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## Calculus, all content (2017 edition)

### Course: Calculus, all content (2017 edition)>Unit 2

Lesson 28: Logarithmic functions differentiation

# Derivative of logarithm for any base (old)

An older video where Sal finds the derivative of log_b(x) (for any base b) using the derivative of ln(x) and the chain rule. Created by Sal Khan.

## Want to join the conversation?

• I dont understand one thing...if (1/ln b) is a constant, shouldnt its derivative be 0 like all the other constants?
• The derivative of all constants IS ZERO. However, if we directly use that property then, the derivative of the entire expression will turn out to be zero, which would be wrong.
Instead, we use another derivative property i.e.,

d/dx [A*f(x)] = A*d/dx [f(x)] , where A = constant

Now, you might be thinking that if we use the aforementioned property, then when or why do we need this following property-

d/dx[A] = 0

We use this property to find the derivative of a polynomial.
For eg.,
d/dx[x^2 + 2] = 2x + 0 = 2x.

Hope you got it.
• Can anyone tell me why and how is log base b of x = ln x/ln b?

• Please read my comment regarding the question financeBoy, I am assuming you 're having the same problem as him. And his question is top rated so I saw his question first.
(1 vote)
• Why is the derivative of lnX = 1/x again?
• Why 1/ln b is a constant?
• 1/ln(b) is a constant because when x changes, the value of that expression stays the same. Its value stays constant.
• Why can you remove a constant from the derivative?
• Because the constant is just a multiplier. It makes no difference when you choose to do the multiplication. Perhaps it would be easier to see with an easier derivative:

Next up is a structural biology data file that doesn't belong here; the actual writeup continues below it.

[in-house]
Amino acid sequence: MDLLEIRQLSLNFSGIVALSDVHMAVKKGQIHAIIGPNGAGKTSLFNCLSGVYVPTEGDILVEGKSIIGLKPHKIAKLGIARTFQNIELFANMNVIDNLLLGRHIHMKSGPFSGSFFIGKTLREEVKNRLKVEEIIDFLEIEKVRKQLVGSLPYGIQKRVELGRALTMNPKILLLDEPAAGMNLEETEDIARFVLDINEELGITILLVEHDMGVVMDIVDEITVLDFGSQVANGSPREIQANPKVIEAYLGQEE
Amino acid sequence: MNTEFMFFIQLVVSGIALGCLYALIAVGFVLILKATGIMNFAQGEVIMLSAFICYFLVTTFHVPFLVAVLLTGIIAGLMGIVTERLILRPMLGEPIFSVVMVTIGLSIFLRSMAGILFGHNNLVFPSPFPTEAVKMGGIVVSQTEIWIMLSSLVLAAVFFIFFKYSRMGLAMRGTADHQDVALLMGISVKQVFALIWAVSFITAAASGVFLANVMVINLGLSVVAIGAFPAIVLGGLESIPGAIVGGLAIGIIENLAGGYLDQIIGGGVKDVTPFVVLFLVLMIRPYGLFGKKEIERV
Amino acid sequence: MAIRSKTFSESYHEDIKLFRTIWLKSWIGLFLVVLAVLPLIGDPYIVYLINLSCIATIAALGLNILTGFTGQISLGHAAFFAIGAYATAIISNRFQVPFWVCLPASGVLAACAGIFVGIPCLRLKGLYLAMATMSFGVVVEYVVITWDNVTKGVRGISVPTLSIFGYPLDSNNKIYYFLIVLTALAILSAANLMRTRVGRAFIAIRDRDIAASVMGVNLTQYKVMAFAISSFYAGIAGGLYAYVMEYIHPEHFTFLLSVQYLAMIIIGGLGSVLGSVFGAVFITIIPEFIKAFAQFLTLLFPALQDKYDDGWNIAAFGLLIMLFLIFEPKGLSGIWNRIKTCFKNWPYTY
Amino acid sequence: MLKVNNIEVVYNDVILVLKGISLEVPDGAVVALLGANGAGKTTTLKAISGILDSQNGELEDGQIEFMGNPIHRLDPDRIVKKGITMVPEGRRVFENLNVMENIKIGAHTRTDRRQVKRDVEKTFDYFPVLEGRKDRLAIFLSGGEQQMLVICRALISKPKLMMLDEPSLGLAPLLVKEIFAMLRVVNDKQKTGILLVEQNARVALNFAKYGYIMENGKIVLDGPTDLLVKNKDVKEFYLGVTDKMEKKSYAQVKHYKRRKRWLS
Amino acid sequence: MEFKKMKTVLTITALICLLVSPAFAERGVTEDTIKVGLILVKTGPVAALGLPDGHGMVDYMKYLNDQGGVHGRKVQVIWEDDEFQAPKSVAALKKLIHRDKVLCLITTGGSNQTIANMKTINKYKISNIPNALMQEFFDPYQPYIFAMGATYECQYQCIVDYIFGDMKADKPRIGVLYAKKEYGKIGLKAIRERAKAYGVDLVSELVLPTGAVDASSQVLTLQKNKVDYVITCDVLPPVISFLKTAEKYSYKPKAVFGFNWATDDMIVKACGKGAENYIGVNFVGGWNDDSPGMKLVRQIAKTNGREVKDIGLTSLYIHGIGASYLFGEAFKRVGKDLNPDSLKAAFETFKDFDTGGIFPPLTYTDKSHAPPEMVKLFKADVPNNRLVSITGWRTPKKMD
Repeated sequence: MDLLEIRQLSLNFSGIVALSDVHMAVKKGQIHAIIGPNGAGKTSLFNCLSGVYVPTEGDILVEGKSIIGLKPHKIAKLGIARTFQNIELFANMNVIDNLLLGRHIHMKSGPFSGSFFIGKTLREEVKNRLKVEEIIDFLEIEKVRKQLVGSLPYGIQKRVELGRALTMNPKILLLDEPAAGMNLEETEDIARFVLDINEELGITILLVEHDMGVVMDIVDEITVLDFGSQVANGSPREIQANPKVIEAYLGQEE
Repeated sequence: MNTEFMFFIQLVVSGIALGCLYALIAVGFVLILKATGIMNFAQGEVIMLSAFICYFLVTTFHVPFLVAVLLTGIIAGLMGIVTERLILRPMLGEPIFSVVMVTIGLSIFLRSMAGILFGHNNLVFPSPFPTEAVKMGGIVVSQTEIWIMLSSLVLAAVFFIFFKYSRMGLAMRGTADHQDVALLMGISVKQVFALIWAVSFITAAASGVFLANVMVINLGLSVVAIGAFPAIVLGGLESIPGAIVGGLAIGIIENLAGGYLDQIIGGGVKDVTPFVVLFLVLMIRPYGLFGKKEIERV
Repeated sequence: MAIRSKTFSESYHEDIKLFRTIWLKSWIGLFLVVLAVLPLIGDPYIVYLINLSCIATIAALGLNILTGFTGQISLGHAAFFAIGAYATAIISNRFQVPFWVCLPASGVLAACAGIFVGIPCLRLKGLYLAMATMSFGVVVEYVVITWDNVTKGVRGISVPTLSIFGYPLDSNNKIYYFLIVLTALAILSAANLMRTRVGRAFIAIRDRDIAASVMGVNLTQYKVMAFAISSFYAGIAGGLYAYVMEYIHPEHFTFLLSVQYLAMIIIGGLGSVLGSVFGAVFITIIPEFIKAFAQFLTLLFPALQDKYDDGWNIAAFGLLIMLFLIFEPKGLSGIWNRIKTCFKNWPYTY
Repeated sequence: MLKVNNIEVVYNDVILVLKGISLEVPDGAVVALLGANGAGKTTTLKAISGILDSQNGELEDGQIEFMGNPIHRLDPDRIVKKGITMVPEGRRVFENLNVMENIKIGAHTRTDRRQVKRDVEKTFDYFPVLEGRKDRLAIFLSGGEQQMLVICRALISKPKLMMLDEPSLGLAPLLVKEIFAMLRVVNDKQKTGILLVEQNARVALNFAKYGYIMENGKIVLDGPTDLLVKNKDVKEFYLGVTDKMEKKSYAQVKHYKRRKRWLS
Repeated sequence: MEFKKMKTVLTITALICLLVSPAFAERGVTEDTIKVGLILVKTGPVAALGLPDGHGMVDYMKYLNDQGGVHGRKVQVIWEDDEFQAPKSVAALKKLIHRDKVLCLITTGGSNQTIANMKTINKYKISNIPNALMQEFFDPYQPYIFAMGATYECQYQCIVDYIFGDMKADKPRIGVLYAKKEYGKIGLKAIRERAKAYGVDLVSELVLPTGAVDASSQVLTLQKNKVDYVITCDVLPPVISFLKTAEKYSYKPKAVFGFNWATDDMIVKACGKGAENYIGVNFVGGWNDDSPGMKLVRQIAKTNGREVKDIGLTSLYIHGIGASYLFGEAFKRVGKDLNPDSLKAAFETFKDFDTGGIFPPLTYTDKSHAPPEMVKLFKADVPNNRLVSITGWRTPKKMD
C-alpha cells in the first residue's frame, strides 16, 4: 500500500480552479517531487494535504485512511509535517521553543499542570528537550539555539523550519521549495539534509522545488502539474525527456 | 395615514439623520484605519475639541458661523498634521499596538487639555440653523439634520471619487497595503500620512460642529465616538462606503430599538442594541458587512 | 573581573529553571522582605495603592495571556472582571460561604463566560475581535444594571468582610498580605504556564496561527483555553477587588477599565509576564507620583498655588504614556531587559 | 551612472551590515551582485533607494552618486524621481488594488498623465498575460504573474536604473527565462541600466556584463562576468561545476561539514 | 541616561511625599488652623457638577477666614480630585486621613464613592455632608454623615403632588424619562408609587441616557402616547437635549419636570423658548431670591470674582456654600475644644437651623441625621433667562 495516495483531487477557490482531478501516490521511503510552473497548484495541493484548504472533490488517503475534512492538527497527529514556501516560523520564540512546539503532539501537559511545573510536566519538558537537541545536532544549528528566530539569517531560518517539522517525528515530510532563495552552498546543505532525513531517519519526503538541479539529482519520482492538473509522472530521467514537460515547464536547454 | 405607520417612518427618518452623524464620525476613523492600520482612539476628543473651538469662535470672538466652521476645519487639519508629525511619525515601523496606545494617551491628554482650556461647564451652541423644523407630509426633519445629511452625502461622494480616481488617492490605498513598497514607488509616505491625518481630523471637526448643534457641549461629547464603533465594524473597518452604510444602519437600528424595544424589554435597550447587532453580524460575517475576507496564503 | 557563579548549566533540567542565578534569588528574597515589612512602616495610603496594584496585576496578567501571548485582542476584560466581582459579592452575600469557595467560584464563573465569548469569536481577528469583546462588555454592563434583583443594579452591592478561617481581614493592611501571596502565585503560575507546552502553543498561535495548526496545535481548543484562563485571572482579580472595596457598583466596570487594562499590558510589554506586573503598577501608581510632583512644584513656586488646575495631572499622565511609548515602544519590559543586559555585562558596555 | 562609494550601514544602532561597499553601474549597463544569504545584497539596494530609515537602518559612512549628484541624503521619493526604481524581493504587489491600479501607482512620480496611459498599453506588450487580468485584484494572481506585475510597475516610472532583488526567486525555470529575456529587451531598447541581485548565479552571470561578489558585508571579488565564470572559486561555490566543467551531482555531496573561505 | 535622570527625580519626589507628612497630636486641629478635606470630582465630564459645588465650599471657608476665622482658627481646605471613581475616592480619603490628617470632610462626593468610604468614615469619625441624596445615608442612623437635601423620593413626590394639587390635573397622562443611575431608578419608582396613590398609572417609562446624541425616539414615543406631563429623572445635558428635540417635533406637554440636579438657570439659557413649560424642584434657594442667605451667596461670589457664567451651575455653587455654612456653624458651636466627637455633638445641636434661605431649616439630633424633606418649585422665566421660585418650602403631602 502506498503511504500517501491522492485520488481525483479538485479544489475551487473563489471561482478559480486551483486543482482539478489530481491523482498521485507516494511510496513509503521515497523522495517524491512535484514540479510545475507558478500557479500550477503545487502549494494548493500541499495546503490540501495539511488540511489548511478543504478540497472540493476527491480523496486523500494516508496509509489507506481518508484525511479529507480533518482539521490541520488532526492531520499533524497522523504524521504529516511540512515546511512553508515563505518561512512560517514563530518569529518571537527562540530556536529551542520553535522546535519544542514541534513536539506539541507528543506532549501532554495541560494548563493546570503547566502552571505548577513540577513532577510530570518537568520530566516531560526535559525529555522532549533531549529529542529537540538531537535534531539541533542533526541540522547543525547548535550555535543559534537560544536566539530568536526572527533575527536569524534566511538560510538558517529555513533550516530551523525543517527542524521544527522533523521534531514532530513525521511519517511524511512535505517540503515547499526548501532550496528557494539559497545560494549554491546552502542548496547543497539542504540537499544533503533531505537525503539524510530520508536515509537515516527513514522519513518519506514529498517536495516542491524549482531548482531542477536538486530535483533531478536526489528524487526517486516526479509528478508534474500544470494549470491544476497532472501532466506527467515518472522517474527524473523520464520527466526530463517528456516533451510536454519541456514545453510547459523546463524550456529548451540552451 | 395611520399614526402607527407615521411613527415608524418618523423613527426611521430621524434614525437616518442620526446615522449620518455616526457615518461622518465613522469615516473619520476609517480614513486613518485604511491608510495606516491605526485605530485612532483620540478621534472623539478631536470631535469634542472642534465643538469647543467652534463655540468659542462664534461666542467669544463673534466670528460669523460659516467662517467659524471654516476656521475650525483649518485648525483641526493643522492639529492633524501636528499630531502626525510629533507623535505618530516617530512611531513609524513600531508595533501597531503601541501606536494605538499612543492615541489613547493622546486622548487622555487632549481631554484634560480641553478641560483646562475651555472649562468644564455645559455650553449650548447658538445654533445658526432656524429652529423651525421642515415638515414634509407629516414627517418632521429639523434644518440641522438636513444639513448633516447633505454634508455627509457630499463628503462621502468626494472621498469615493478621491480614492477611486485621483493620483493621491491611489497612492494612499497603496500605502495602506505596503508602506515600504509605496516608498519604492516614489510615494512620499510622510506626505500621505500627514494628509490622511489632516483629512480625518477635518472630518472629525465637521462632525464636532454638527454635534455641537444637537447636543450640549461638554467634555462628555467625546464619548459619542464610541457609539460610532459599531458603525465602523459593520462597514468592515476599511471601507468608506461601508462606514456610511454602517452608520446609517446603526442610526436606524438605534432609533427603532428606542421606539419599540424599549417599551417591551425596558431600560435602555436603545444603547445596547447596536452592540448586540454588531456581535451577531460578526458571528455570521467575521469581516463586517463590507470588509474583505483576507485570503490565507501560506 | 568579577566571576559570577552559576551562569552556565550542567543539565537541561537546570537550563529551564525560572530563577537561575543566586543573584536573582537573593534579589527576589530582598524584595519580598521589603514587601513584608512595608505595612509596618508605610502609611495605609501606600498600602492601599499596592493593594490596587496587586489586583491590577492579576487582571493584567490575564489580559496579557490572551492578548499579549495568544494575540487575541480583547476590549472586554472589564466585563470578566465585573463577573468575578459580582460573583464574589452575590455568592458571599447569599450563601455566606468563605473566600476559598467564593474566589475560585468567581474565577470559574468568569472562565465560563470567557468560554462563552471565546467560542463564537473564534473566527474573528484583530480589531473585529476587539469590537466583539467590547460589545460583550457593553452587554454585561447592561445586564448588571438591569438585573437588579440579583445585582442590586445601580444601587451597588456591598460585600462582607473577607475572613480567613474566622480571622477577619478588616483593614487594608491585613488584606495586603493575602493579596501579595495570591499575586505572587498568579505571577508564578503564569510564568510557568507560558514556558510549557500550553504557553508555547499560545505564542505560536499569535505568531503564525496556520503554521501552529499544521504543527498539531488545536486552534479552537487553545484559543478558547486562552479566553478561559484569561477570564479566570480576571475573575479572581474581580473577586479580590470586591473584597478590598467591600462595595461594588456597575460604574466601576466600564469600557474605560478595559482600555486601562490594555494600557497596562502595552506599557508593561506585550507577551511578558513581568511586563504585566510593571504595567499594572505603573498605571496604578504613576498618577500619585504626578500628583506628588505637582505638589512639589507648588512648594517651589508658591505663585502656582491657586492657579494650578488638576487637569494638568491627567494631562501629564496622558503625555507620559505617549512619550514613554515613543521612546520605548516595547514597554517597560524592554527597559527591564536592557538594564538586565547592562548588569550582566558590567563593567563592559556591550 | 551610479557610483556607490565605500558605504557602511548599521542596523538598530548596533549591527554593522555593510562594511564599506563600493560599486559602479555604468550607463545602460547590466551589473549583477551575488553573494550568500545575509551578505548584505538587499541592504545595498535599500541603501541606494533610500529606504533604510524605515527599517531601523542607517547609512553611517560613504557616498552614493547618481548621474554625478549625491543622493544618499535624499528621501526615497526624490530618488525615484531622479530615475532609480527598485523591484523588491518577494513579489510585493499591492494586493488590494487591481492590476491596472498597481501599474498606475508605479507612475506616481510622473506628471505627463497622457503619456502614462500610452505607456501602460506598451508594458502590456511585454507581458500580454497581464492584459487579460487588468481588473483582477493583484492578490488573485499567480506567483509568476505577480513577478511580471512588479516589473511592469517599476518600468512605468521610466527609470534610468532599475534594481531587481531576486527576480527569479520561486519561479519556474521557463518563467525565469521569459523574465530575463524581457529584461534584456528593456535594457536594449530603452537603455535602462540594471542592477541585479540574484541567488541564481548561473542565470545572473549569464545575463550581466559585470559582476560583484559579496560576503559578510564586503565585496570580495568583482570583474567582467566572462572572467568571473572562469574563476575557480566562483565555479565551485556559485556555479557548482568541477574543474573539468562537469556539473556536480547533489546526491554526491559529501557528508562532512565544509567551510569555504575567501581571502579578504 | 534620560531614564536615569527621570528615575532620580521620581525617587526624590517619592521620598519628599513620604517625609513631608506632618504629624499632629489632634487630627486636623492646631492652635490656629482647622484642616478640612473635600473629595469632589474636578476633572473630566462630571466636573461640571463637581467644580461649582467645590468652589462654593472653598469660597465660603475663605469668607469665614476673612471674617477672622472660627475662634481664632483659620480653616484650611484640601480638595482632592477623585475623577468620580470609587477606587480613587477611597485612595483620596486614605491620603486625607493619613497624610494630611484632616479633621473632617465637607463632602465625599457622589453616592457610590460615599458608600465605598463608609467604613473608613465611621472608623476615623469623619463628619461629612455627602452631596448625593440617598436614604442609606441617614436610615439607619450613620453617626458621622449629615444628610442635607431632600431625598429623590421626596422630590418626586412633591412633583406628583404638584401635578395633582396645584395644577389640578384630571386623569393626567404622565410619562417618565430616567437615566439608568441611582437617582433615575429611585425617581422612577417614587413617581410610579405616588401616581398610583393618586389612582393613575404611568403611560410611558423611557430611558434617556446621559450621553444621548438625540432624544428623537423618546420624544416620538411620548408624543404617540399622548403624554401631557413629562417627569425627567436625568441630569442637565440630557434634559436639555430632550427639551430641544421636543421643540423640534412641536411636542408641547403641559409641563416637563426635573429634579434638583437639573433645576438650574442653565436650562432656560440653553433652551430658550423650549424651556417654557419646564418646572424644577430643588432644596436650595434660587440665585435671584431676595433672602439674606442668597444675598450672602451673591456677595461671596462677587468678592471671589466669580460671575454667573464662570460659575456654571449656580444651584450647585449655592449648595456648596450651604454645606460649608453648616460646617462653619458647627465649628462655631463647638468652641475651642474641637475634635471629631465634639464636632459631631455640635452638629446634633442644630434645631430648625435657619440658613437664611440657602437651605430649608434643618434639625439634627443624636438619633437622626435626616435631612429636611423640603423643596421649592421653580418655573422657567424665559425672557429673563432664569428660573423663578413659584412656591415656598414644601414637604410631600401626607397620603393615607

Let us find the first derivative of 9x² with respect to x.
We can do this straight up as d/dx (9x²) = (2)(9x) = 18x
Or, we can pull out the constant 9 as in:
d/dx (9x²) = 9 · d/dx (x²) = 9 · (2x) = 18x
• What is the difference between writing "logx" and "lux" ?
• log(x) uses the base 10 while ln(x) called the natural logarithm uses e as the base. The formulas in calculus use the natural logarithm only so the base has to be converted by using the formula Sal mentions at around
Logarithms tell how many time a number(base) has to be raised to for getting another number. Like 10^2 = 100 so log(100) = 2
When log is mentioned without a base it is always 10. The natural logarithm(ln) uses another base called e or Euler's number and is approximately 2.71
• What is the differentiation of log constant with base x with respect to x?
• We have y=log(basex)(c) where c is a constant.
First, we are going to make x be put to both sides.
x^y=c.
next, log both sides. yln(x)=ln(c)
divide by ln(x) y=ln(c)/ln(x)
now, take the derivative of both sides (You need the chain rule for this part which you might not know yet. You can always watch a video on it.). dy/dx=ln(c)/(x*ln(x)^2)
so that's what it is, d/dx( log(basex)(c)) = ln(c)/(x*ln(x)^2)
I hope this helped.
• From onwards, I notice that whenever Sal has to find a derivative of a log with an arbitrary base, he always chooses to represent the log (via change of base formula) as a base-e log and not a base-10 log. Is that how you should always interpret a log with an arbitrary base when finding its derivative?